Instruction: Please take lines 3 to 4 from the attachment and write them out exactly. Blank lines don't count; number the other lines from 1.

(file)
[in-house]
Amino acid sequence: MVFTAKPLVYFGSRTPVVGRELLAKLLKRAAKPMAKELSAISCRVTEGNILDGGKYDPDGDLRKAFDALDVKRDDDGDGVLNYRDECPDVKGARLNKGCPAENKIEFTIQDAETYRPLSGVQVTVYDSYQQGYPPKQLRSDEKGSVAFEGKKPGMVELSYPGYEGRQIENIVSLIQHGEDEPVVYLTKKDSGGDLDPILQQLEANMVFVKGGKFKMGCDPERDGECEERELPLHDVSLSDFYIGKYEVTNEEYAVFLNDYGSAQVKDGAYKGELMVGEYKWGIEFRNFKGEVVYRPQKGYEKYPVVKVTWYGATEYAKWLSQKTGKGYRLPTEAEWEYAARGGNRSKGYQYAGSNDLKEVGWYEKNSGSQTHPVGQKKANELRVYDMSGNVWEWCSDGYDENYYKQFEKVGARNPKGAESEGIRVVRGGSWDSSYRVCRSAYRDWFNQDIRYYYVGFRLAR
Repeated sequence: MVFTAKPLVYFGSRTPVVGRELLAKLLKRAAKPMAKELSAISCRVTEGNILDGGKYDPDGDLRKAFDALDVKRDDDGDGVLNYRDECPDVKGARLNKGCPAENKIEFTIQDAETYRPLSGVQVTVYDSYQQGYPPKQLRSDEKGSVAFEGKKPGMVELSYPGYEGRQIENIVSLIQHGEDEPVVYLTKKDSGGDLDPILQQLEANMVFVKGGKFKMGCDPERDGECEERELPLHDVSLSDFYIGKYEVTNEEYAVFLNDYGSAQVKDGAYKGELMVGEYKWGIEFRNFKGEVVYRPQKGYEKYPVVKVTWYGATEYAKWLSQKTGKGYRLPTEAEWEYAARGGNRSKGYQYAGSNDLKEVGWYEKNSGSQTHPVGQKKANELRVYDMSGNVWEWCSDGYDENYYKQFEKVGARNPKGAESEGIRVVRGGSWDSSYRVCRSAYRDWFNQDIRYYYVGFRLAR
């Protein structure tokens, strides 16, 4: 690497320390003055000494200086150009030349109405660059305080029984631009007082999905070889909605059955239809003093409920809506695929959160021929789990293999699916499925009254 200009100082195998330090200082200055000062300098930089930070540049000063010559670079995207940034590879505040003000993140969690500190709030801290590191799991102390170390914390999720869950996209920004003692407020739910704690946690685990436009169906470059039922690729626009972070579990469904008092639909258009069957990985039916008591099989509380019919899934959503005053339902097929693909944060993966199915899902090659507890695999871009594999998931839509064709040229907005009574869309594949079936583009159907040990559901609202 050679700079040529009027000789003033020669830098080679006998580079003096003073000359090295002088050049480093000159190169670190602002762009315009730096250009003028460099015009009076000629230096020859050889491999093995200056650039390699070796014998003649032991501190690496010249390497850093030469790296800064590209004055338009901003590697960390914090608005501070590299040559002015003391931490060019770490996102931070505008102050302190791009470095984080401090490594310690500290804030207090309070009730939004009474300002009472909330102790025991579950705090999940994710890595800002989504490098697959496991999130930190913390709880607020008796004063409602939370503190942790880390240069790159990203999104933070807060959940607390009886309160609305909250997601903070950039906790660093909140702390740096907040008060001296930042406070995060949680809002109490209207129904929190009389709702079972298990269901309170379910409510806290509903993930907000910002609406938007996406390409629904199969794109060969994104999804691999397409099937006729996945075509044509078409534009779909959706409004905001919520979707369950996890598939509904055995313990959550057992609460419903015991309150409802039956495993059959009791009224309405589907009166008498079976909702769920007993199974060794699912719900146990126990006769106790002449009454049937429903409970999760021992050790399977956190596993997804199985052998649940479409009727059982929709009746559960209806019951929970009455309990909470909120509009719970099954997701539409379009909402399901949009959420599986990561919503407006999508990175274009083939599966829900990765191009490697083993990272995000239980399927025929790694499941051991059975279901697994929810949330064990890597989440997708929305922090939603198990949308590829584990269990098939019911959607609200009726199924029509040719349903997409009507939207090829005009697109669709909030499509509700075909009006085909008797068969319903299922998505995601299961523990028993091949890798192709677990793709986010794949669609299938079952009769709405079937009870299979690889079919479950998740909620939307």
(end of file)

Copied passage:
Repeated sequence: MVFTAKPLVYFGSRTPVVGRELLAKLLKRAAKPMAKELSAISCRVTEGNILDGGKYDPDGDLRKAFDALDVKRDDDGDGVLNYRDECPDVKGARLNKGCPAENKIEFTIQDAETYRPLSGVQVTVYDSYQQGYPPKQLRSDEKGSVAFEGKKPGMVELSYPGYEGRQIENIVSLIQHGEDEPVVYLTKKDSGGDLDPILQQLEANMVFVKGGKFKMGCDPERDGECEERELPLHDVSLSDFYIGKYEVTNEEYAVFLNDYGSAQVKDGAYKGELMVGEYKWGIEFRNFKGEVVYRPQKGYEKYPVVKVTWYGATEYAKWLSQKTGKGYRLPTEAEWEYAARGGNRSKGYQYAGSNDLKEVGWYEKNSGSQTHPVGQKKANELRVYDMSGNVWEWCSDGYDENYYKQFEKVGARNPKGAESEGIRVVRGGSWDSSYRVCRSAYRDWFNQDIRYYYVGFRLAR
């Protein structure tokens, strides 16, 4: 690497320390003055000494200086150009030349109405660059305080029984631009007082999905070889909605059955239809003093409920809506695929959160021929789990293999699916499925009254 200009100082195998330090200082200055000062300098930089930070540049000063010559670079995207940034590879505040003000993140969690500190709030801290590191799991102390170390914390999720869950996209920004003692407020739910704690946690685990436009169906470059039922690729626009972070579990469904008092639909258009069957990985039916008591099989509380019919899934959503005053339902097929693909944060993966199915899902090659507890695999871009594999998931839509064709040229907005009574869309594949079936583009159907040990559901609202 050679700079040529009027000789003033020669830098080679006998580079003096003073000359090295002088050049480093000159190169670190602002762009315009730096250009003028460099015009009076000629230096020859050889491999093995200056650039390699070796014998003649032991501190690496010249390497850093030469790296800064590209004055338009901003590697960390914090608005501070590299040559002015003391931490060019770490996102931070505008102050302190791009470095984080401090490594310690500290804030207090309070009730939004009474300002009472909330102790025991579950705090999940994710890595800002989504490098697959496991999130930190913390709880607020008796004063409602939370503190942790880390240069790159990203999104933070807060959940607390009886309160609305909250997601903070950039906790660093909140702390740096907040008060001296930042406070995060949680809002109490209207129904929190009389709702079972298990269901309170379910409510806290509903993930907000910002609406938007996406390409629904199969794109060969994104999804691999397409099937006729996945075509044509078409534009779909959706409004905001919520979707369950996890598939509904055995313990959550057992609460419903015991309150409802039956495993059959009791009224309405589907009166008498079976909702769920007993199974060794699912719900146990126990006769106790002449009454049937429903409970999760021992050790399977956190596993997804199985052998649940479409009727059982929709009746559960209806019951929970009455309990909470909120509009719970099954997701539409379009909402399901949009959420599986990561919503407006999508990175274009083939599966829900990765191009490697083993990272995000239980399927025929790694499941051991059975279901697994929810949330064990890597989440997708929305922090939603198990949308590829584990269990098939019911959607609200009726199924029509040719349903997409009507939207090829005009697109669709909030499509509700075909009006085909008797068969319903299922998505995601299961523990028993091949890798192709677990793709986010794949669609299938079952009769709405079937009870299979690889079919479950998740909620939307």